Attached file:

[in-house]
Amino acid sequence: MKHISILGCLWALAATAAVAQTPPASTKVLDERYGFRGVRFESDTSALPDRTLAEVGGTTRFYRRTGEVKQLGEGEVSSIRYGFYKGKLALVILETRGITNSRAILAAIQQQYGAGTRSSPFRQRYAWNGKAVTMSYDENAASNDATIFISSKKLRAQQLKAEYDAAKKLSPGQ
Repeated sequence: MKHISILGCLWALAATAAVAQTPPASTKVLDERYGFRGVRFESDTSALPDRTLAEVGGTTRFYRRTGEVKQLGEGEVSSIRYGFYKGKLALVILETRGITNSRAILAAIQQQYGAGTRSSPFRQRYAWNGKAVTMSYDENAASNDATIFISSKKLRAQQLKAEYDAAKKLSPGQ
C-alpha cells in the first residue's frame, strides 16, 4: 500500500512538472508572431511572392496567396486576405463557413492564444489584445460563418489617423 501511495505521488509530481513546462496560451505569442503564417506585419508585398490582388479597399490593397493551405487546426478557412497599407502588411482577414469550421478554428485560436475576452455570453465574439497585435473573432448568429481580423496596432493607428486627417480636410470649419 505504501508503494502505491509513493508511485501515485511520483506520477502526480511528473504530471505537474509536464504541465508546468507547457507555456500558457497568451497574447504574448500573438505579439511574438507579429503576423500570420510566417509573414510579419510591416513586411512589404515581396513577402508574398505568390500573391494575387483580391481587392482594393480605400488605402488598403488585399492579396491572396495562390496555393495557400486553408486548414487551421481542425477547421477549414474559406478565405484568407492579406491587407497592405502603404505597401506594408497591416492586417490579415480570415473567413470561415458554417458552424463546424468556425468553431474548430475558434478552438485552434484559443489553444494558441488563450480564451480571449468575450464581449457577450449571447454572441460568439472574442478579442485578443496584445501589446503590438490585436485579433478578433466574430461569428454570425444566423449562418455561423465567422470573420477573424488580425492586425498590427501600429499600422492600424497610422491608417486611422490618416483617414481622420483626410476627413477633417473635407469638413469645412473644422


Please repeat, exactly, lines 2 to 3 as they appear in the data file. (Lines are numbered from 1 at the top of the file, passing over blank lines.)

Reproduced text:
Amino acid sequence: MKHISILGCLWALAATAAVAQTPPASTKVLDERYGFRGVRFESDTSALPDRTLAEVGGTTRFYRRTGEVKQLGEGEVSSIRYGFYKGKLALVILETRGITNSRAILAAIQQQYGAGTRSSPFRQRYAWNGKAVTMSYDENAASNDATIFISSKKLRAQQLKAEYDAAKKLSPGQ
Repeated sequence: MKHISILGCLWALAATAAVAQTPPASTKVLDERYGFRGVRFESDTSALPDRTLAEVGGTTRFYRRTGEVKQLGEGEVSSIRYGFYKGKLALVILETRGITNSRAILAAIQQQYGAGTRSSPFRQRYAWNGKAVTMSYDENAASNDATIFISSKKLRAQQLKAEYDAAKKLSPGQ